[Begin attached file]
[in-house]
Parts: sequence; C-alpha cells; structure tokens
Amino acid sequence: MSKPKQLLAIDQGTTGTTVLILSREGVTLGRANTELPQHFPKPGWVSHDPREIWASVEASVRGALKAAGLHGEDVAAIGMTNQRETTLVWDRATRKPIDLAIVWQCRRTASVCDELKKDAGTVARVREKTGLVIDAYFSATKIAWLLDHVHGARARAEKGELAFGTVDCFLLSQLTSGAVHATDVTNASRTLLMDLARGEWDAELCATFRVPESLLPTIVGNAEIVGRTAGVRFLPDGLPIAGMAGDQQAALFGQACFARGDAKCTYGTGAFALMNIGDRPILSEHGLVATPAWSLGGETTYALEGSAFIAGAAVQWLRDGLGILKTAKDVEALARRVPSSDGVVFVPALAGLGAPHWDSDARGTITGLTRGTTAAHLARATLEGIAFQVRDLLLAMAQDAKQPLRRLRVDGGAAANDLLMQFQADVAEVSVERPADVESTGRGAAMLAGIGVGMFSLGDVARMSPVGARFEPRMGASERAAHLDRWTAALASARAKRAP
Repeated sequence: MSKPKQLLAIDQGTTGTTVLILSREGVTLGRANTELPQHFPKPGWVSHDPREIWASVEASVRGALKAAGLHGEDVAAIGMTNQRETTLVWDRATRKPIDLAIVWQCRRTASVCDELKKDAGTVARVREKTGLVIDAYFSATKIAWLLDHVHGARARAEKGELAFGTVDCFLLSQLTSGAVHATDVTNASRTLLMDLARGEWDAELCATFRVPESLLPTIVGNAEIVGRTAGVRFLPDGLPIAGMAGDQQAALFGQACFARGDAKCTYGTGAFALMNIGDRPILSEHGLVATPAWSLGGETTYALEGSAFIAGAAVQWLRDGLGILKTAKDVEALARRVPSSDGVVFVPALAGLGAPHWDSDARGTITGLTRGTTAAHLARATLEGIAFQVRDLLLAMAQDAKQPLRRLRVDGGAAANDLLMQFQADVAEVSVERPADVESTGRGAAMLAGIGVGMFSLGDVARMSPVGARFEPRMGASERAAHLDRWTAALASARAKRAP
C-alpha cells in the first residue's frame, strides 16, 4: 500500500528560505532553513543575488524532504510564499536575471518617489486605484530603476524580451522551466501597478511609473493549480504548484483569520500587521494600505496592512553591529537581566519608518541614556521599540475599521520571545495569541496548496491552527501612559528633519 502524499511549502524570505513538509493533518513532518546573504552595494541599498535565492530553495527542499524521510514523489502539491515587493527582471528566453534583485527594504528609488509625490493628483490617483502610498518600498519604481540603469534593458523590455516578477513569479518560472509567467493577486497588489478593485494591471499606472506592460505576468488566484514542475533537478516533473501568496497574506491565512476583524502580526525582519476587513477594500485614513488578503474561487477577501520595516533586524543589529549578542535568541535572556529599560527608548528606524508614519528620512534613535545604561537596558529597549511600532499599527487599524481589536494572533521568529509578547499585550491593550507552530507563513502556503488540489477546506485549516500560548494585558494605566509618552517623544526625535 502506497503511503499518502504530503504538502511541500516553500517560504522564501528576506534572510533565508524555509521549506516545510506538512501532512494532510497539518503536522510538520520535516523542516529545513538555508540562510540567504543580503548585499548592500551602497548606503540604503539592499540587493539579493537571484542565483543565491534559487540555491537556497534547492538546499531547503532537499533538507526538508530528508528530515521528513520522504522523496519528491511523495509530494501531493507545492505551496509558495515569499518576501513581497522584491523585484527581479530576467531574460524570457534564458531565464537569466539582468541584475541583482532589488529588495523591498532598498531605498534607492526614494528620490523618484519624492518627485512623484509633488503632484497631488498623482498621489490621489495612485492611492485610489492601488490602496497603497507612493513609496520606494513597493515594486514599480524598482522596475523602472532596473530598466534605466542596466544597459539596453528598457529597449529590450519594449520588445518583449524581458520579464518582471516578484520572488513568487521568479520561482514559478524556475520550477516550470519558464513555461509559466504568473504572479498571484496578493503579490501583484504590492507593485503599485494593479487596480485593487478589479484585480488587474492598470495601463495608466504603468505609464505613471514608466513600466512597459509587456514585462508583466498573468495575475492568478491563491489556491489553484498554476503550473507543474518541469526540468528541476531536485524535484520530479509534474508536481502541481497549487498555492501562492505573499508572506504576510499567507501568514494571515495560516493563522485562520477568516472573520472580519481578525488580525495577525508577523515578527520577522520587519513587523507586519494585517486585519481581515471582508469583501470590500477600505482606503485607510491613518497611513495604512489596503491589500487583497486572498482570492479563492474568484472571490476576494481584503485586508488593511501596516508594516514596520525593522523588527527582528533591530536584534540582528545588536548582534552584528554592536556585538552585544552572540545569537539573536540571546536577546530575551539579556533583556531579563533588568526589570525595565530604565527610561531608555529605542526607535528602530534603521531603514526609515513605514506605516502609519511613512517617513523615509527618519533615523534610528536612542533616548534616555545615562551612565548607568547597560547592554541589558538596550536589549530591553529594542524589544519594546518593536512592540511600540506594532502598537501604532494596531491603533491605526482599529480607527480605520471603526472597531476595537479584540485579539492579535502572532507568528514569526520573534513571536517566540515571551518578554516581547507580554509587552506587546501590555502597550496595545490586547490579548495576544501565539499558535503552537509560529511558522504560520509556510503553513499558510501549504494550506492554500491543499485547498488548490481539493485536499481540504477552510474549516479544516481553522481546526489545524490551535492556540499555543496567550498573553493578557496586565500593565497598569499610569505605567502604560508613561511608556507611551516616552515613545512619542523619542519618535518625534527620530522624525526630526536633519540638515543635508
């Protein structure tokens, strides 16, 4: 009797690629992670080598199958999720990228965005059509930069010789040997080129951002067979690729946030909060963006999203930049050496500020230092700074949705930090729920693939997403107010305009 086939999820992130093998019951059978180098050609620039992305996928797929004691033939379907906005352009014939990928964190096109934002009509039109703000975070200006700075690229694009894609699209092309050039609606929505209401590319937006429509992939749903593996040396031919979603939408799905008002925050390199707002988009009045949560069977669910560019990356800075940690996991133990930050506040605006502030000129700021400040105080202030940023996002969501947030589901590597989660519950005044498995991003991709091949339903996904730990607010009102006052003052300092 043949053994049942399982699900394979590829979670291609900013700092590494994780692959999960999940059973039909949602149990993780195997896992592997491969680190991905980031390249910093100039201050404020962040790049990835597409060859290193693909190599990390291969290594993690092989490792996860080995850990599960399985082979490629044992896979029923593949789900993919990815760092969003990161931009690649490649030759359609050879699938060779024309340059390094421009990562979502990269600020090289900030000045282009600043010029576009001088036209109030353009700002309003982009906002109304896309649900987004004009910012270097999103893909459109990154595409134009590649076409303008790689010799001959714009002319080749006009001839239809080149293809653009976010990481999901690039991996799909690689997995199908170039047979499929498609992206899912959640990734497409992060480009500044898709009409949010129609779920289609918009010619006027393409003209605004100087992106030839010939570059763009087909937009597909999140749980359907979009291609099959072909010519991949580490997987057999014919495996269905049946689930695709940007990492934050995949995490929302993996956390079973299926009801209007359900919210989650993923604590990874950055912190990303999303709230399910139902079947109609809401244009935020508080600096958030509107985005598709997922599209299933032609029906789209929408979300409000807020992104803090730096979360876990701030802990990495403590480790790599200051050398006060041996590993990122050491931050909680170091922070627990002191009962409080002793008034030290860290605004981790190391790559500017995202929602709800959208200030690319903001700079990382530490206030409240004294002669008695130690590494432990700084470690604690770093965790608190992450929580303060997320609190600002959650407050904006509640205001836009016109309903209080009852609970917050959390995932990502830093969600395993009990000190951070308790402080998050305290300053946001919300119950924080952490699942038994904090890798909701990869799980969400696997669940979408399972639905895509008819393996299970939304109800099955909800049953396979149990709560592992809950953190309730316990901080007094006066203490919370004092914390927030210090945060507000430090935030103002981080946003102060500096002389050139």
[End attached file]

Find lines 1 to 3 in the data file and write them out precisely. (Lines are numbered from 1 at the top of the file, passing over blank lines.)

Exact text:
[in-house]
Parts: sequence; C-alpha cells; structure tokens
Amino acid sequence: MSKPKQLLAIDQGTTGTTVLILSREGVTLGRANTELPQHFPKPGWVSHDPREIWASVEASVRGALKAAGLHGEDVAAIGMTNQRETTLVWDRATRKPIDLAIVWQCRRTASVCDELKKDAGTVARVREKTGLVIDAYFSATKIAWLLDHVHGARARAEKGELAFGTVDCFLLSQLTSGAVHATDVTNASRTLLMDLARGEWDAELCATFRVPESLLPTIVGNAEIVGRTAGVRFLPDGLPIAGMAGDQQAALFGQACFARGDAKCTYGTGAFALMNIGDRPILSEHGLVATPAWSLGGETTYALEGSAFIAGAAVQWLRDGLGILKTAKDVEALARRVPSSDGVVFVPALAGLGAPHWDSDARGTITGLTRGTTAAHLARATLEGIAFQVRDLLLAMAQDAKQPLRRLRVDGGAAANDLLMQFQADVAEVSVERPADVESTGRGAAMLAGIGVGMFSLGDVARMSPVGARFEPRMGASERAAHLDRWTAALASARAKRAP